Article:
Cholesterol-lowering statins more widely recommended in U.S.
Shifting statins to those who are the most likely to benefit
Cholesterol-lowering statins drug could be prescribed to more American adults under new guidelines, raising questions about overprescribing, a Canadian expert says.
The American Heart Association and American College of Cardiology are shifting their focus from lowering "bad" or LDL cholesterol levels to heart and stroke risk.
"We're going to give statins to those who are the most likely to benefit," said Dr. Neil Stone of Northwestern University in Chicago, who headed the cholesterol guideline panel.
Statins such as atorvastatin (Lipitor), rosuvastatin (Crestor) and simvastatin (Zocor) are among the widely used prescription drugs to lower cholesterol. More than 38 million prescriptions for statins were filled at Canadian pharmacies in 2012, according to IMS Brogan, which researches health care services.
The guidelines cover four topics:
- Managing blood cholesterol.
- Managing overweight and obese patients.
- Assessing cardiovascular risk in adults.
- Preventing heart disease through healthy lifestyle.
Under the new guidelines, one-third of all adults in the U.S. would be told to consider taking statins, compared with the current guideline that suggests the medication for about 15 per cent of adults.
Dr. Lee Green is a family physician and chair of family medicine at the University of Alberta in Edmonton where he has studied statin prescribing. Green welcomes how the new U.S. guidelines' focus is turning away from chasing LDL but also worries about the potential to cast the statin use net too widely.
Serious and milder side-effects
Previously, statins tended to be prescribed for those without a history of heart disease, stroke and with few risk factors who, according to critics of the drugs, likely wouldn't benefit from them but face potential side-effects.
"It gets the right people the treatment," Green said of the new U.S. guidelines from a meeting in Ottawa.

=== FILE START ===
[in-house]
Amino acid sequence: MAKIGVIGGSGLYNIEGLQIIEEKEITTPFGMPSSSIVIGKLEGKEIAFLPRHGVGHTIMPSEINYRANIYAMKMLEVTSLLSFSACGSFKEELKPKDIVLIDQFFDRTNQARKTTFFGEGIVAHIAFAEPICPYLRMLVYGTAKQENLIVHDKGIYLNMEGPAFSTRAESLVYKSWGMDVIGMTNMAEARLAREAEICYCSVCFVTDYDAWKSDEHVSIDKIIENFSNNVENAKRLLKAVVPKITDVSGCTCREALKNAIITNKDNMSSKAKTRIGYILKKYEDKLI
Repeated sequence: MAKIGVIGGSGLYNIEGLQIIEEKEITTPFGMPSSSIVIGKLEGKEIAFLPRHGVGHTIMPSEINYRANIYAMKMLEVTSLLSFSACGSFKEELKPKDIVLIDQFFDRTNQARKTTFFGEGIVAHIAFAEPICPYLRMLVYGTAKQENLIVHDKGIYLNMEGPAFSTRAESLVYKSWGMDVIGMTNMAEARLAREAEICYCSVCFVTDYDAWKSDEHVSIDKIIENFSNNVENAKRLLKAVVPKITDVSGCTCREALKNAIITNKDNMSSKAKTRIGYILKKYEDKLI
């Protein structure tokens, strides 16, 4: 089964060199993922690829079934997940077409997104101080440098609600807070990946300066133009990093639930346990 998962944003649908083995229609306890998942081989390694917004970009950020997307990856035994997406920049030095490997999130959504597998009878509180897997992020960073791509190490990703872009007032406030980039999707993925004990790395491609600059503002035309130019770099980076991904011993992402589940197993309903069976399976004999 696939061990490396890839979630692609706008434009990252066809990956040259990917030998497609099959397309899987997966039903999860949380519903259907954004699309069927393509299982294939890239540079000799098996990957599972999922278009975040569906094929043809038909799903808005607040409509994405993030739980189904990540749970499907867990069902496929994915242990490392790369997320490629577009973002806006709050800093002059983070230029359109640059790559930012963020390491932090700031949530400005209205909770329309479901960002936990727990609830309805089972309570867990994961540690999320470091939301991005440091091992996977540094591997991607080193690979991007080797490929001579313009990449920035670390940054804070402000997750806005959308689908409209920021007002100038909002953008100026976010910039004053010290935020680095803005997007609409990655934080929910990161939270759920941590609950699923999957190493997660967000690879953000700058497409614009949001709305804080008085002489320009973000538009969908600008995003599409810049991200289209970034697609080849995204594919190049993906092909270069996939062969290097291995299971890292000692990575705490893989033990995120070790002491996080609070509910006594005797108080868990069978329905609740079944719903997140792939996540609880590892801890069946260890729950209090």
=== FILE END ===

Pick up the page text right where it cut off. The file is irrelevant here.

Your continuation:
Family physicians see patients with milder side-effects like tiredness and muscle weakness that Green said may be underestimated in the published literature.
The previous U.S. guidelines also missed some at high-risk, such as those over the age of 40 with Type 2 diabetes and cholesterol levels that are OK, Green said.
Statins work to lower cholesterol, and also have anti-inflammatory and other effects that can reduce the risk of heart attack and stroke, he added.
Last month, Dr. Jim Wright of the Therapeutics Initiative in Vancouver and his co-authors published an analysis in the British Medical Journal on statin use in low-risk people.
Wright's team concluded 140 low-risk people would have to take statins for five years to prevent a single serious cardiovascular event such as a heart attack.
Wright is concerned about adverse events associated with use of statins in people who haven't had a heart attack, such as kidney damage and lesser known ones such as cataracts.
"If you're high risk because you smoke and you don't exercise should you then take a statin? It just doesn't seem rational," Wright said.
In contrast, regular physical activity and eating right helps with not only preventing heart attacks and stroke but also several kinds of cancer and liver disease, Green said. "Plus, it just plain makes people feel better."
Experts caution that people should not stop taking any heart drug without first checking with their doctor.
With files from CBC's Renée Pellerin and The Associated Press